Book 76 is “The Master Squatter” by J. E. Grinstead.
The story originates in the November 1925 edition of the pulp, Frontier.
Officially, this book is # 76, however, the publishers, Garden City Publishing (Doubleday & Co.), decided to alter the spine numbering to # 13, reflecting the fact that the prior dozen were part of “The New Western Series” (as advertising on the back cover). This book was released 1st February 1927.
(NOTE: All of the books in this “New Western Series” were released monthly)
The first in this proposed series was E. E. Harriman’s “Texas Men and Texas Cattle” which I blogged about, weeks ago.
The tale opens with the Mitchell family moving out to Texas, for the health of Lon’s mother, during the years of the fence-cutting wars. Barbed wire is a fairly recent invention up to this point, and the Mitchell family find themselves walled in by miles of wire. One day, Lon’s father is slain by squatter Jim Sampson. The consumptive mother runs out of the cabin, spots her slain husband, froths at the mouth, and promptly dies. Lon, blond and blue-eyed, barely 15-years of age, cries his eyes out and on that fateful day, youthful innocence is shattered. On the outside, he becomes a shell; inside, he is seething with murderous, vengeful intent. He eventually makes his way to some neighbors, whom take him in and teach him the ways of the gun. It’s not long before he is proficient, with both eyes open, and capable with either hand. A sure dead-shot and damn quick on the draw.
Fast-forward 7 years. Murderer Jim Sampson is no longer in Texas. He has migrated up to the Chickasaw reservation some years back, and, with two outlaws, secured half a million acres of land over the years. All that was required, initially, was his two sidekicks to marry a squaw. Within a year, the women were mysteriously dead but they had lived long enough for the villains to be accepted on the territory.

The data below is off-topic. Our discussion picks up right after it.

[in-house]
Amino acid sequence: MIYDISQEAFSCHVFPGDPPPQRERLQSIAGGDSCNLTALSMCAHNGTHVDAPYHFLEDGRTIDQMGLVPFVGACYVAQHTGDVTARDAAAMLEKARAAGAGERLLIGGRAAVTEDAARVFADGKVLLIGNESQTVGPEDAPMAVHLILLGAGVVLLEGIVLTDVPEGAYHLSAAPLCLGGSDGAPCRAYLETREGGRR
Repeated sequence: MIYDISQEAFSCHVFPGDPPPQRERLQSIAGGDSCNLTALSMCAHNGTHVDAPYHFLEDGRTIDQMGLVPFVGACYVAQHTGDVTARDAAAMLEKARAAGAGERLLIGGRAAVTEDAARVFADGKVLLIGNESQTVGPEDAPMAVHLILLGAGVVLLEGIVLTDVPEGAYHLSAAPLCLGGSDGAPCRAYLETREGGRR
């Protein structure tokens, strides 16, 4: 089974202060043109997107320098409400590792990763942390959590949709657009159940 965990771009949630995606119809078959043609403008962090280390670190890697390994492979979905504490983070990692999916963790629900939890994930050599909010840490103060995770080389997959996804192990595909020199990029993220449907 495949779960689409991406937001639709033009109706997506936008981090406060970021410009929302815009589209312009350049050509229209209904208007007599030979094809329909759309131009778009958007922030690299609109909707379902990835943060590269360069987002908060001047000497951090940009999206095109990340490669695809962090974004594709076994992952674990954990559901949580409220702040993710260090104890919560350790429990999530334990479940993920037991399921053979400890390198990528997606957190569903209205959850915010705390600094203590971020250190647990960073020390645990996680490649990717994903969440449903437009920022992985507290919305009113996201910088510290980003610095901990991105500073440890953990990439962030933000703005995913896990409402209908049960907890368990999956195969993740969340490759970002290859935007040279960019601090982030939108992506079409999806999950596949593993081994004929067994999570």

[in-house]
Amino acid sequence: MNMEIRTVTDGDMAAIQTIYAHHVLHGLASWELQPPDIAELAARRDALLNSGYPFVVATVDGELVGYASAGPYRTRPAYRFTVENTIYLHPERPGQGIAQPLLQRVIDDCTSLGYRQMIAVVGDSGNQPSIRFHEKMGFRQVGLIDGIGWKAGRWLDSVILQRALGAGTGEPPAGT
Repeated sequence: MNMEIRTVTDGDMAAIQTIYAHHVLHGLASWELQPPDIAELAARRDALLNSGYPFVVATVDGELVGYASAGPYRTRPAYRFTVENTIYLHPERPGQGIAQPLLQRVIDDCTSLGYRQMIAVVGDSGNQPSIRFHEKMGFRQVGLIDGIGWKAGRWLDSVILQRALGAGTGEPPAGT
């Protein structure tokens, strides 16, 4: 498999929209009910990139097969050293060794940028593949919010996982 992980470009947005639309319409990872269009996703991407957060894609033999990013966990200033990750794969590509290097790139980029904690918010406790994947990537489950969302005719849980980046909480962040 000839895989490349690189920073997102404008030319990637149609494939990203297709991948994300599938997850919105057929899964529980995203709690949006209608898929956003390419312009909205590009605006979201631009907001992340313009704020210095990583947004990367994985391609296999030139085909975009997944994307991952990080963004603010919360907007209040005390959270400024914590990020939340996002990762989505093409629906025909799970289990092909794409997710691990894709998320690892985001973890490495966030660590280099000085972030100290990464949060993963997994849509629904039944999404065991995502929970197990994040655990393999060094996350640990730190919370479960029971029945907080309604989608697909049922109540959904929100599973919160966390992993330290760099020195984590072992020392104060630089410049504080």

Not content with his reach, Sampson, the master squatter, seeks to freely obtain [illegally] more land, by slapping down posts and fencing in the obtained property. However, his neighbor has other ideas. He is preparing to go to war with Sampson, to preserve his lands.
Enter Lon, seven years older. He is riding with a bunch of cowmen pushing 7000 head north through the Chickasaw trail, when they come to a stop outside of a town. Lon and a small crew go into town and unexpectedly find themselves in the middle of a proposed murder plot. Lon drops both assassins before they have a chance to slap leather, stunning all occupants.
Turns out the pair due to be slain are the aforementioned owners of the competing ranch. With their assistance, they move all 7000 cows safely through the reservation, as a debt for Lon’s slaying of the assassins.
With that mission complete, Lon breaks company with the crew and joins up with the rancher, since he now knows that Jim Sampson’s residence is here. Riding onto the ranch one day with a marshal, he and Lon await the arrival of Sampson from his ride into town.
Sampson curses vilely when he spots Lon, and goes for his iron, but, unfortunately (for him, of course), he was both neither quick enough nor smart enough to wait for a better opportunity. Dying in minutes, he curses the boy before the marshal, whom later asks Lon to explain how the two know each other.
Lon, for the first time in seven years, spills the beans, and expects to be arrested for murder. However, the marshal negates this, stating that Lon had been deputized, and Sampson had been reaching for his death-dealer. The slate is clean.
Lon rides away, with no mission left in life, back to the neighboring ranch, where there is a cute 18-year old innocent-looking girl, waiting for him…
At its heart, the novel is quite simple, forthright, and engagingly fun to read. However, like so many other authors, Grinstead inserts some of his own religious philosophies and propaganda into the novel, for literally SEVERAL pages. Personally, I detest this, as it detracts from the story, but I do understand that young men are reading this story (back then) and Grinstead (or the editors) may have wanted to make sure the readers understood that you are held accountable for your own actions, whether it be your belief in God, or, the judicial system, or vigilantism, etc.